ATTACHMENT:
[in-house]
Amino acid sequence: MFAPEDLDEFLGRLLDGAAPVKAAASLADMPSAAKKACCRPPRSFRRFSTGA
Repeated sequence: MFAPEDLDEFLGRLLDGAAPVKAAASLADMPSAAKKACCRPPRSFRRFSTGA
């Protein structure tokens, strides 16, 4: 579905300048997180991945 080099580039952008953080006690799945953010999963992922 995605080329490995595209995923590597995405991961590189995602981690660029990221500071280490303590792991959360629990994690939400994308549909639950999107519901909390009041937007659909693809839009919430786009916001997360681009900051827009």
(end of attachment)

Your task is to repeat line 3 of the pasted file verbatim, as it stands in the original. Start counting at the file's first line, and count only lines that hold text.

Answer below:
Repeated sequence: MFAPEDLDEFLGRLLDGAAPVKAAASLADMPSAAKKACCRPPRSFRRFSTGA